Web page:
Dinner - left over Hungover Noodles with a fried egg

Wednesday
Lunch - left over Norma sauce/polenta with sauteed shrimp
Dinner - Jamie's Sag Aloo

Thursday
Lunch -  left over Sag Aloo
Dinner - PC Jammin' Jamaican Lobster Bisque with toast

Friday
Lunch - turkey/havarti roll up with edamame
Dinner - Aegean Kakavia (Beautiful Fish Stew)

Sunday, March 30, 2014

Hungover Noodles

I deviated from the sugar diet one day this week.  It wasn't too bad - I didn't drink a 47g of sugar latte or anything - but I didn't make it all the way through my day in Toronto on plan, either.  I started out strong, with a non-fat tea plus a teaspoon of honey in Woodstock.  I packed myself a rolled up Mexican-filled omelet for lunch, and some fruit to snack on.  I resisted the allure of Tim Horton's donuts all around me at lunch, and instead opted for a bowl of potato/bacon soup.  Dinner was my downfall.
 
We ended up at an Asian Bistro.  Sushi, sushi, sushi.  I ordered a salmon teriyaki bento box, figuring it would be high in protein.  It came with 6 maki rolls, a mini spring roll, a couple of fried dumplings, and a mango salad.  I was surprised at how intensely sweet everything tasted.  Sugar in the teriyaki sauce, and definitely in the mango salad dressing.  I resisted the plum sauce on the side.  I savoured the white rice in the sushi and the deep fried goodness in everything else.  What a treat! 
 
I was determined to be good this weekend to make up for it.  But OMG the pull of sugar is strong.  I have been fighting crazy cravings the last two days.  Yesterday, at Starbucks, I got my unsweetened chai, but after a few minutes of sipping it and not being satisfied, I went back and asked for a packet of honey.  I'd already had my one sweet treat for the day, but I didn't care.  The barista said "sorry, we're all out of honey".  I think the universe was trying to tell me something.
 
I went home and decided to make this next dish for dinner.  Jamie describes it as a good dish to make when you're feeling down (or hungover).  Heh, alrighty then.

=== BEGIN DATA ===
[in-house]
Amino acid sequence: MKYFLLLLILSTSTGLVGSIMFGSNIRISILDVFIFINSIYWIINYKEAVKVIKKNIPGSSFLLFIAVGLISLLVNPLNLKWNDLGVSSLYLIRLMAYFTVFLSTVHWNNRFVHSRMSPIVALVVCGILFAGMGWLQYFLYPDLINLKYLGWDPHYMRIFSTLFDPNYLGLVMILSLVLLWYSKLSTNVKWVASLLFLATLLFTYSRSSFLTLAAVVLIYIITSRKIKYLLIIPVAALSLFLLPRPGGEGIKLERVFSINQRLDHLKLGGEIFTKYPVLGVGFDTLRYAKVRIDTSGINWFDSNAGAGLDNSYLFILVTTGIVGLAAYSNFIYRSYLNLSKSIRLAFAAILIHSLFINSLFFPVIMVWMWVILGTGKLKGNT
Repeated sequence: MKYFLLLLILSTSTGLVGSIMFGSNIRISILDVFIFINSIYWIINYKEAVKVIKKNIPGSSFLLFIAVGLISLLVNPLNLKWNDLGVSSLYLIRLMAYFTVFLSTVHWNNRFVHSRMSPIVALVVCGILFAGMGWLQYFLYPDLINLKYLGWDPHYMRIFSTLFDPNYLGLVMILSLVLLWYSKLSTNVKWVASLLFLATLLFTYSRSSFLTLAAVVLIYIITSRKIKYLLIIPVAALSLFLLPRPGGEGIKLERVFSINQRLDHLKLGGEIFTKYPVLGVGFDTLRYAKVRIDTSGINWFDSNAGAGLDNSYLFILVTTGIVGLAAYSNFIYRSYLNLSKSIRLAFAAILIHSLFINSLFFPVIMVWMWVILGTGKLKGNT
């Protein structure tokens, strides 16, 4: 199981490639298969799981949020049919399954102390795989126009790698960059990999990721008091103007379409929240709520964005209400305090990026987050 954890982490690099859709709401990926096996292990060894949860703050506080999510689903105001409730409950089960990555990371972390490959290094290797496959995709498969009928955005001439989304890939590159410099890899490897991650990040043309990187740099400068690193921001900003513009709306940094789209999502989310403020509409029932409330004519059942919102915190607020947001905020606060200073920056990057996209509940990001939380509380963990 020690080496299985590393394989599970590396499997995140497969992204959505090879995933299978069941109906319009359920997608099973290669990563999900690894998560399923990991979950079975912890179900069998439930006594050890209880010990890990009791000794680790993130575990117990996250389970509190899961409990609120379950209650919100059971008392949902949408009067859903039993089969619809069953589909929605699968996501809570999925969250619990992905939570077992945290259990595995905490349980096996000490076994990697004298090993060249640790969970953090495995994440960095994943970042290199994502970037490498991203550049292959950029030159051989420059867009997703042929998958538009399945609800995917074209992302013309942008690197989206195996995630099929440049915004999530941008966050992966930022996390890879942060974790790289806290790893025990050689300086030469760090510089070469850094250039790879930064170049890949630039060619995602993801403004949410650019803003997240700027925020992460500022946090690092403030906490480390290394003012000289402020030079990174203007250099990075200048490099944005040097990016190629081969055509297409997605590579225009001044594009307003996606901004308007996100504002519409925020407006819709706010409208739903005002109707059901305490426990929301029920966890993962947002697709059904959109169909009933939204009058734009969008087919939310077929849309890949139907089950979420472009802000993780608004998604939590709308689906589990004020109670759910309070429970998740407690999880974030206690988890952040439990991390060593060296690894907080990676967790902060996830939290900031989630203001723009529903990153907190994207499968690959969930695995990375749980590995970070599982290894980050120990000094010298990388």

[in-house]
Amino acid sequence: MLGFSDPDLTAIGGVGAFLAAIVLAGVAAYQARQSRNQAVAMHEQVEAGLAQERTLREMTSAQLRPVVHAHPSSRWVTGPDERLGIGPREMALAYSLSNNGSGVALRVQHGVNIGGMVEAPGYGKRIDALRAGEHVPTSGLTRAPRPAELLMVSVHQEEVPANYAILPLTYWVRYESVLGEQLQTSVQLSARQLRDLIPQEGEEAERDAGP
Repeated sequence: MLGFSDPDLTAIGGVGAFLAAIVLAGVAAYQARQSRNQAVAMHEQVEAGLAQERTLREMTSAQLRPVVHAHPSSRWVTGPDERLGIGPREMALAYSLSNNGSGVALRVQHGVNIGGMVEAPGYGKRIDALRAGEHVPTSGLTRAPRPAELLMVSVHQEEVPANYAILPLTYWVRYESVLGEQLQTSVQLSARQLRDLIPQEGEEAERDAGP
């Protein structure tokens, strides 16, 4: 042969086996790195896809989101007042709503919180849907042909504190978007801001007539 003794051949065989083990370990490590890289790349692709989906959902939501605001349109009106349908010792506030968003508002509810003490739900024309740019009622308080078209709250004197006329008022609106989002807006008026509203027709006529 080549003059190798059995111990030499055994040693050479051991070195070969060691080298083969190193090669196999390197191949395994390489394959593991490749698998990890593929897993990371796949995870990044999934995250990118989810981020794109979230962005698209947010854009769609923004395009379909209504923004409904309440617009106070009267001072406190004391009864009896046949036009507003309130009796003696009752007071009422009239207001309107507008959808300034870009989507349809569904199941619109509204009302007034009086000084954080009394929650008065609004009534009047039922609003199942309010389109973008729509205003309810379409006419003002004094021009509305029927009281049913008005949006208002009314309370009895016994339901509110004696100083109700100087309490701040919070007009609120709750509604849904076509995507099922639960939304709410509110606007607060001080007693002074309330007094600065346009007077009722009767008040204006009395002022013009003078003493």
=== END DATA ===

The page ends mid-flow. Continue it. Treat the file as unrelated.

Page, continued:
408.  Hungover Noodles (Save With Jamie, page 32)


 
 
This is pretty similar to a dinner I threw together on the fly last week, to be honest.  Shredded cabbage, broccoli florets, soba noodles, peas, all boiled together briefly and drained.  An Asian dressing made with soy sauce, sesame oil, rice wine vinegar, garlic & ginger.  Toss the cooked noodles & veggies in the dressing, top with a fried egg, drizzle with chili sauce and dinner is served!
 
I had two bowls of this yummy goodness (but only one egg).  I didn't even eat the amount Jamie designates for one portion, but I was completely stuffed.  This is the second meal I've made with the head of cabbage I bought last weekend, and I still have enough for another dish.  Talk about economical!  Unfortunately, I had a wicked sugar craving going on when I was finished, despite being full, so I wolfed down a small ataulfo mango for dessert.  They don't call them "honey" mangoes for nothing!  Totally did the trick.
 
This post has been shared at the Wednesday Fresh Foods Link Up on She Eats!

Wednesday, March 26, 2014

Mexican-Filled Omelet

My kitchen was a disaster after work, so I found myself washing dishes before I could even begin to think about dinner.  I was determined to get this one in, though. There's a bit of prep involved (mostly slicing and dicing) but it's well worth it.  You could make it quicker by using a food processor with a slicing blade attached, if you wanted to.

407.  Mexican-Filled Omelet (Save With Jamie, page 26)

Cityline.ca recipe & video

This looked like a nice, light dinner, and I love a good slaw.  So I started by thinly slicing some cabbage, red onion and a bit of red chile, and grating a carrot.  Then, I washed up some cilantro and added the leaves to the salad bowl.  The stalks went into a container for my dressing.  I also added a small avocado, a heaping tablespoon of non-fat Greek yogurt, the juice of a lemon, and a swig of EVOO.  I blended everything up with a hand blender and seasoned the dressing with salt & pepper.  I poured the dressing over the slaw and combined until well coated.

Next up, the omelets.  I had made half the amount of slaw, so I only used 4 eggs.  I lightly beat them with a fork, seasoned with salt & pepper, and added a bit of water. I was a little nervous about making such a thin omelet.  However, I recently bought an expensive, non-stick frying pan on clearance, and I hoped that it would make the difference.  I preheated the pan and added a tiny amount of oil.


 
 
What a difference!  I swirled the beaten egg around and let it set, then topped it with a grating of Havarti cheese.  It slid right out of the pan, easy as pie.
 

 
 
I loaded it up with some delicious coleslaw, and then folded it up like a wrap.  Between the fresh veggies & the sun streaming in the window, it almost felt like spring.  Almost.
 

 
 
Jamie would probably say that the egg had too much colour.  I'd rather it had some colour and wasn't falling apart, so I'll take it.  I had so much coleslaw, and it was so tasty, I decided to add more on the side.  I was amazed at how filling this meal was, considering it contained no starches whatsoever.  The book lists this meal as 355 calories per portion.  And did I mention the slaw?  So creamy and flavourful!
 
This post has been shared at the Wednesday Fresh Foods Link Up on She Eats!